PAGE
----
In 2015, WSECU created QCash Financial CUSO to bring small dollar lending to credit unions everywhere. They originally positioned themselves as a payday alternative loan provider. Not surprisingly, many credit unions were not interested. They did not want to be a “prettier loan shark.” Last year the newly hired CEO, Seth Brickman, understood this and immediately changed the product description to what it really was – a small dollar loan. We were forbidden to ever say “payday loan alternative.”

Now it was time to practice what I preach. Our journey to becoming tattoo-worthy:

#1 – Identify a target audience: We don’t target credit unions by asset size. We target credit unions that are mission driven, who are passionate about DEI, financial wellness, and financial inclusion.

#2 – Talk to your target audience: What I didn’t know about this target (and I learned quickly) is many of them are CDFI-certified, or seeking to become CDFI-certified. QCash is a permissible expense for CDFI grant money. I immersed myself in the CDFI process from certification to grant funding. But I’m not an expert, and I rely on my friends at Your Credit Union Partner to keep me up-to-date.

#3 – Know the competitors FOR your target: I’m happy to say that we don’t really have any (right now). Our secret sauce is our relational underwriting, which is patented. We do not use FICO to decision a loan. There is one company that does offer the same type of small dollar loan product however . . .

#4 – Make them irrelevant: How are we different from the competition? We fund immediately, and they can take up to 24 hours. When a member is in a “life event” they often can’t wait until tomorrow. In fact, that is how we refer to our product now – a life event loan. Secondly, we are a CUSO and we have aligned ourselves with amazing partners like Inclusiv and CUNA Strategic Services.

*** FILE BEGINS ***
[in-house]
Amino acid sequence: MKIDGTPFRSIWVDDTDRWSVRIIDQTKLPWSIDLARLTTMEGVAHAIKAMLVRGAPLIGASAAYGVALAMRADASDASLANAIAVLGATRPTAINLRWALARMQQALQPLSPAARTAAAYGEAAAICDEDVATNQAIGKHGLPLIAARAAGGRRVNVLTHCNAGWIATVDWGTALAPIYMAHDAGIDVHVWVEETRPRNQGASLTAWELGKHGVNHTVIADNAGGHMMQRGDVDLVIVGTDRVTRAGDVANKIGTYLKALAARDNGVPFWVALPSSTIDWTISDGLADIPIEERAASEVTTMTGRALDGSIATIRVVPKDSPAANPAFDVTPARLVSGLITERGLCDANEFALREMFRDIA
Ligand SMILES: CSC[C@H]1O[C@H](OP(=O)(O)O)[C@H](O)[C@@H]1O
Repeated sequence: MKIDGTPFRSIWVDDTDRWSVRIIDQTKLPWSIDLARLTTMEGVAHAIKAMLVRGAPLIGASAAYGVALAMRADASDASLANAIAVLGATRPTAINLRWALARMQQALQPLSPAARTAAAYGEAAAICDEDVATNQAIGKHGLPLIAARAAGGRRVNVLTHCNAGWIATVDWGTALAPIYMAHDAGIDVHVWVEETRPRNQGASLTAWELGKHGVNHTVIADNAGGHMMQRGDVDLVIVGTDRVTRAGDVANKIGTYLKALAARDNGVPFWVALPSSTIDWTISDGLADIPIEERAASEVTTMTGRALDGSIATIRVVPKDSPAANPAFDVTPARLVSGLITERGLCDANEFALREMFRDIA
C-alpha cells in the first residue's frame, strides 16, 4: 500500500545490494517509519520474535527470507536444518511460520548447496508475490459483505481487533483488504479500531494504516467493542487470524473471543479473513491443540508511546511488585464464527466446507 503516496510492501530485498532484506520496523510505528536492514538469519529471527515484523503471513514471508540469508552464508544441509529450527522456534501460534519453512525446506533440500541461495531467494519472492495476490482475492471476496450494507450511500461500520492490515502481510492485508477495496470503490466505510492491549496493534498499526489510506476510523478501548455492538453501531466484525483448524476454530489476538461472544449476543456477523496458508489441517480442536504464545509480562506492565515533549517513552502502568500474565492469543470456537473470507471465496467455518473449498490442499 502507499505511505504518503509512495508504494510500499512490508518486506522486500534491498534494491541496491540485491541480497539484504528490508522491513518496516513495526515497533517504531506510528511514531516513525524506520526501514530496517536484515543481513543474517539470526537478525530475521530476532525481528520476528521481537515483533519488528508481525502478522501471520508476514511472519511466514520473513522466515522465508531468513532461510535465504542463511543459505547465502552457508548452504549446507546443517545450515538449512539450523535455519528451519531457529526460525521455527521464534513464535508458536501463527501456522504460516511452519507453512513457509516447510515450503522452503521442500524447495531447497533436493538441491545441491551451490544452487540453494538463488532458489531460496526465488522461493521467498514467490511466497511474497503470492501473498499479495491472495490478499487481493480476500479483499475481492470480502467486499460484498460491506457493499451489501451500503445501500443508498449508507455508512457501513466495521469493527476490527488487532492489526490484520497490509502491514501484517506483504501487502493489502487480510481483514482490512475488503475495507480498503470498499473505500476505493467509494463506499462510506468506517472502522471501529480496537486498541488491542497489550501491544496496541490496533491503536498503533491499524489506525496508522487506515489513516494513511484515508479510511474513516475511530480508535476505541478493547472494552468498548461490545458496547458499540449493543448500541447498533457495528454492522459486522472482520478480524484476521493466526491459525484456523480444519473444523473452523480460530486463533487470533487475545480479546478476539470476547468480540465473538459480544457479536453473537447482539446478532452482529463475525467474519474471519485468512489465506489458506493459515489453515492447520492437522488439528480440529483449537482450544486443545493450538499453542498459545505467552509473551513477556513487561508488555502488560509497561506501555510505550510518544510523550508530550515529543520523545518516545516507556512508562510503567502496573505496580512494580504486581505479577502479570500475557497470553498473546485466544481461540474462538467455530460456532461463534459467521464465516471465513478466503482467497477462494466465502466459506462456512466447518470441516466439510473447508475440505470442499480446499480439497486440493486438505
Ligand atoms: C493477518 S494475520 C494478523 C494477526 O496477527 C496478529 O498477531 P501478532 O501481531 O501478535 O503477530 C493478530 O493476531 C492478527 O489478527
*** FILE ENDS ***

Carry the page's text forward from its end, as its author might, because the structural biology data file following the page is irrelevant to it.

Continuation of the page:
#5 – Stay loyal to your target: That’s the key now – to not get “shiny object syndrome.” Case in point, we looked at BNPL (buy now pay later) programs. The more we read about them and the more we researched, we came to realize that it did not align with our mission. It was not in the best interest of the member and we are doing just the opposite – keeping them out of trouble.

According to a recent study from and LendingClub, 61% of Americans are living paycheck-to-paycheck. And with rising inflation and gas prices, that’s really hurting a lot of families. So where are your members going when there’s more month than money and they may not have the best credit? Bad things happened to good people during COVID, just as they did during the last recession. Can they get a small dollar loan from your credit union?

I can say I’m over my imposter complex, and my experience has shown me that if you stay focused on the mission and keep purpose constant, you can’t lose. It’s not about marketing, it’s about doing the right thing. It’s about reputation.

Contact the author: QCash Financial CUSO

Contact the author: QCash Financial CUSO

Denise Wymore

Denise Wymore

Denise started her credit union career over 30 years ago as a Teller for Pacific NW Federal Credit Union in Portland, Oregon. She moved up and around the org. chart ... Web: Details